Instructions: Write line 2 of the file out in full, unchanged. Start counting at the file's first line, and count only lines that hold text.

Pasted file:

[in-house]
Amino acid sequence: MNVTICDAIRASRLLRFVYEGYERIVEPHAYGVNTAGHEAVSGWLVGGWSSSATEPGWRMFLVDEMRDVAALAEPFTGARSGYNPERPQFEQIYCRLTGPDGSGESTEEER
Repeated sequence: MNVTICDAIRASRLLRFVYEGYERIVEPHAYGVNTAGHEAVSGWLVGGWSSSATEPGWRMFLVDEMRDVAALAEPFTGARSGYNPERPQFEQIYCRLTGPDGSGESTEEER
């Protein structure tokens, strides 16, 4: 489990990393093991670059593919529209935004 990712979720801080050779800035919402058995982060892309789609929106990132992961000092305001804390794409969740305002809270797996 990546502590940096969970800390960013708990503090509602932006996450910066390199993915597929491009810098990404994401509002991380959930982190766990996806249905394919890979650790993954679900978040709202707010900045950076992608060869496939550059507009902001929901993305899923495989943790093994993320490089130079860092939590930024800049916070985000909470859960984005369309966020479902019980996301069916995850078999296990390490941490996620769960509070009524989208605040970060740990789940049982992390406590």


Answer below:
Amino acid sequence: MNVTICDAIRASRLLRFVYEGYERIVEPHAYGVNTAGHEAVSGWLVGGWSSSATEPGWRMFLVDEMRDVAALAEPFTGARSGYNPERPQFEQIYCRLTGPDGSGESTEEER